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SECRETS&LIVES

Club Misfit

Lane Merrifield harnesses creativity, skill and vision to find his niche BY DARCY NYBO | P H OTO S BY DA R R E N H U L L

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“Stop chasing the external definition of success. Ask yourself — are you having fun? Are you loving it?”

A

SELF-LABELLED misfit, Lane Merrifield is a visionary techie who helped create a virtual world where children can play safely together in Club Penguin, and another world called FreshGrade, where teachers, students and parents can connect on a whole new level. Lane is the youngest of four children. His three older siblings, Karine, Renee and Lance all had 4.0+ GPAs and were amazing students. Lane knew he wasn’t like them. “I would go into class and they’d have taught one or all of my siblings,” Lane recalled. “I could always tell in the school year when they realized I was not like my siblings. By week four they figured out I was less focussed and not engaged. My brother was great in sports and school, and he received two scholarships. Then I came along. I was into music and theatre and art. The joke was I was that I was really good at the electives.”

The tech industry was in its infancy as Lane was growing up. “I brought myself into the tech world because I was fascinated with computers. When I was in high school, I got lower marks because of bad handwriting and believe me, I needed every point I could get,” he said. “One day my parents brought home a Commodore 64 computer. I thought if I could type out my work instead of hand-writing it, I might get better marks. It worked and — I got extra credit for it. Even at that young age I saw the advantage to being native to that world. The more you get into it, the more you discover and the more you get to see the progression as it is happening.” Lane had a knack for getting around problems with inventive solutions. He was also an entrepreneur (like the rest of his family) from an early age. “I learned how to figure things out on my own. I had a lawn cutting business, but it took forever to haul everything around. boulevardmagazines.com  |

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So, as a young teenager, I had a neighbour help me convert my go-cart so it could tow a trailer. I put my lawn equipment in it and towed it around. I could do twice as many yards in a day.” Fast forward several years to Kelowna, where Lane was using his tech and art skills at New Horizon Productions. He and co-worker, Lance Priebe, were playing around with some mini games and characters. They started talking about creating Club Penguin — a multiplayer online game. “Dave Krysko was running New Horizon at the time. I took a big pay cut to work for him, but he was my Yoda — he has wisdom oozing out of everything he does. Lance and I were brainstorming after work and Dave was away on a work trip. When he came back, we were so fired up about it that we sat 72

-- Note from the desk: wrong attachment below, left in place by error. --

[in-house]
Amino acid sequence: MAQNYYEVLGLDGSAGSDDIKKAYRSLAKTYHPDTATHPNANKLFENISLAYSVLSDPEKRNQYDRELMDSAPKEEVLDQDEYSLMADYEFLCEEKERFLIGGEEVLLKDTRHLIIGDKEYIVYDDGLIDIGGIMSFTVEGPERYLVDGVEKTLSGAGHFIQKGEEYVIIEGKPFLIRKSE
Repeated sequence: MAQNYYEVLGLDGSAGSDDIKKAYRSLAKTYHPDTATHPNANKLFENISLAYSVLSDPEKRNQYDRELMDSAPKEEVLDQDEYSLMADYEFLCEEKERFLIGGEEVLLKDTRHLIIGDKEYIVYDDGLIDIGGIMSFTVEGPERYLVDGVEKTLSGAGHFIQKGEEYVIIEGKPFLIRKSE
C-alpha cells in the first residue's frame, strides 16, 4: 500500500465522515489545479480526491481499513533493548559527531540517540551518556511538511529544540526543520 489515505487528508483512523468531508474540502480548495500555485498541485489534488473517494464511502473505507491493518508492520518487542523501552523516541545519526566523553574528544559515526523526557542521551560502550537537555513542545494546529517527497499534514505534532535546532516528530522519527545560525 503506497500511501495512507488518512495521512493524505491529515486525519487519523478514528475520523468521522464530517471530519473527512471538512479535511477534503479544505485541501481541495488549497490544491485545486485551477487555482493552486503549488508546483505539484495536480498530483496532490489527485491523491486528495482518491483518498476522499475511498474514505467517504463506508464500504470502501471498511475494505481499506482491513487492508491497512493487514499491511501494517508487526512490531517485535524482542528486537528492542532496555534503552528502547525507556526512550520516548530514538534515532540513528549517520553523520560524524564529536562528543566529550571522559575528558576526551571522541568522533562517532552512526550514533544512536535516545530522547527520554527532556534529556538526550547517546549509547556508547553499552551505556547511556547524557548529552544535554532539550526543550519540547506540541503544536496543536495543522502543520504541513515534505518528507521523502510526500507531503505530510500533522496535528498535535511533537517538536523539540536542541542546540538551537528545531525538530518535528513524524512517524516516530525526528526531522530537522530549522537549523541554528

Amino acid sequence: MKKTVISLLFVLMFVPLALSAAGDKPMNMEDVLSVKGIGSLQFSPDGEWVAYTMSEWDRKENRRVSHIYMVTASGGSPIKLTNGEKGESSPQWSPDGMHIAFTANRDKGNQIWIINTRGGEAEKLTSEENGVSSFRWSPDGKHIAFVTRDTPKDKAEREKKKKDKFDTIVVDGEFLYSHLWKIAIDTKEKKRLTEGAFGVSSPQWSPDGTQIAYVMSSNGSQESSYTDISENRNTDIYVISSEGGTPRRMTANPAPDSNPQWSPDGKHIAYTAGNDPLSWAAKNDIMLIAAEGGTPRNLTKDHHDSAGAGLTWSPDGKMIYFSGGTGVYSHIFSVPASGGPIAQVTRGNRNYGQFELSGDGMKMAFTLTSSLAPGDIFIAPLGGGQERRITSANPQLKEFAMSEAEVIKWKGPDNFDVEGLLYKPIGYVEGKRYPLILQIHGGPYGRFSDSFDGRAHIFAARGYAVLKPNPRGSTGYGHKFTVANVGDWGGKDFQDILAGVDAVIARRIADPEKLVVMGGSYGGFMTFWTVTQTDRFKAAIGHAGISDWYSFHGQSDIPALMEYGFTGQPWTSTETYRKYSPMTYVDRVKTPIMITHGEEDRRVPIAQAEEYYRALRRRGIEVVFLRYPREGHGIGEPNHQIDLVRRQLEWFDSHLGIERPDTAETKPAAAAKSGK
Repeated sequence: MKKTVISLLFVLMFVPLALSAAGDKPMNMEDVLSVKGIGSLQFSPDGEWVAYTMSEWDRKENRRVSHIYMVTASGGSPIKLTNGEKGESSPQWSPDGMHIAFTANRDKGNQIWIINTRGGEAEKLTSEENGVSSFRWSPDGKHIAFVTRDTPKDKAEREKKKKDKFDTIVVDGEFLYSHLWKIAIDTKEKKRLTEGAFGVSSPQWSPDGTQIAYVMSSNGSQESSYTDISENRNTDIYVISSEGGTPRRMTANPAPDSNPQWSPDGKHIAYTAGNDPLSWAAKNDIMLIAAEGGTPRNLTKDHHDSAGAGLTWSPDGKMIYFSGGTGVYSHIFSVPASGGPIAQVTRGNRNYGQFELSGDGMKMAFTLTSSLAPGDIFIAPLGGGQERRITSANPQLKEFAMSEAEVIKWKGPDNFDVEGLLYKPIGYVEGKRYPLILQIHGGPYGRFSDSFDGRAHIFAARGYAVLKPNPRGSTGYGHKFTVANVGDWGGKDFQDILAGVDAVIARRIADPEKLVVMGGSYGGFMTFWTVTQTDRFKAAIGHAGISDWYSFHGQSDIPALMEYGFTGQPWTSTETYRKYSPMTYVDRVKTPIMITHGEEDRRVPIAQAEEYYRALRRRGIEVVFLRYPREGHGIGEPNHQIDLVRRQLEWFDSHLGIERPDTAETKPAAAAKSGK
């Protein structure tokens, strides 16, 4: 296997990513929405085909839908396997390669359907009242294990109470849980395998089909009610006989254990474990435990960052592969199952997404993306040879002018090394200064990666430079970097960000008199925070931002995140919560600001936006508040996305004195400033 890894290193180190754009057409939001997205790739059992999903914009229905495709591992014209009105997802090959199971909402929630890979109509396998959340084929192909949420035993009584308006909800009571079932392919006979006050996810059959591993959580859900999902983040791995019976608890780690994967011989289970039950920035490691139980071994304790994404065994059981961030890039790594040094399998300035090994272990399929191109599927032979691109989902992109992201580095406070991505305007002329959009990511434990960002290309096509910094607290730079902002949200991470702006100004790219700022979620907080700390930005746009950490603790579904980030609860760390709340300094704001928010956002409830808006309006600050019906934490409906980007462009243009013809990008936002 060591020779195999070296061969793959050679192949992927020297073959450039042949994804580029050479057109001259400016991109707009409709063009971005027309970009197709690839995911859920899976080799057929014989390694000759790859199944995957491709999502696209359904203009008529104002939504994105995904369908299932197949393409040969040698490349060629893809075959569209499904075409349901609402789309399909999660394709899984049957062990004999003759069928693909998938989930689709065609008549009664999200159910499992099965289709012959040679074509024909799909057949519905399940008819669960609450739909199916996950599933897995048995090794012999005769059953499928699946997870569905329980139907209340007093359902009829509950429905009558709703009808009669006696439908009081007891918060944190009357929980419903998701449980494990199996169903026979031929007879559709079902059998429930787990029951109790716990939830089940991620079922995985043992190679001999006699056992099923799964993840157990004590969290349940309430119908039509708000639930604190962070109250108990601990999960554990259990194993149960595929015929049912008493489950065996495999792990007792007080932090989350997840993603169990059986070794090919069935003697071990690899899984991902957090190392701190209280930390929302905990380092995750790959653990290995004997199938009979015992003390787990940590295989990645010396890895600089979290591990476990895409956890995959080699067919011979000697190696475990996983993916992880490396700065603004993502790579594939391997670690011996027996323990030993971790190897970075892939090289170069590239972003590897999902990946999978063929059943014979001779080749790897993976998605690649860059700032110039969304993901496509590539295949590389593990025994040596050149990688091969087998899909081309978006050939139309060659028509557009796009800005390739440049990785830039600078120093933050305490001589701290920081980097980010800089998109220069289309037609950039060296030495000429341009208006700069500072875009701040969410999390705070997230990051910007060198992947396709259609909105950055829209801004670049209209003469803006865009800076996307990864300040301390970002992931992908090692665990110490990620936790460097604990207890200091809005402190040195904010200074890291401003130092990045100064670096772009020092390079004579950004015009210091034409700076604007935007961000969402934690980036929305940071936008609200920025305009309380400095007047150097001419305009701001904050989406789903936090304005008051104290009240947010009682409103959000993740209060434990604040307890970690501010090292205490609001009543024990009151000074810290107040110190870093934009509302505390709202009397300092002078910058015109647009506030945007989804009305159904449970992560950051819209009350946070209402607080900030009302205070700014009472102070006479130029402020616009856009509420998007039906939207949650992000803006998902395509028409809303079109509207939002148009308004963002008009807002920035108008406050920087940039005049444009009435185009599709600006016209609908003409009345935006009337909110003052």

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him down and told him about Club Penguin. He listened to us for an hour and a half and said, ‘I have no idea what you are talking about, but I’ve never seen you this passionate, so let’s make it work here.’ I worked for New Horizon during the day, and after work, we worked on Club Penguin,” he said. Club Penguin was created for the misfits and the kids that weren’t cool. It was a place where anyone could fit in. “At first, we kept it a secret that it was a Kelowna-based business,” Lane said. “Our target audience were eight- and nineyear-olds — they didn’t care where we were from. We enjoyed our anonymity. We wanted to be able to take our kids to school without being noticed.” Once Disney acquired Club Penguin, Lane stayed on for five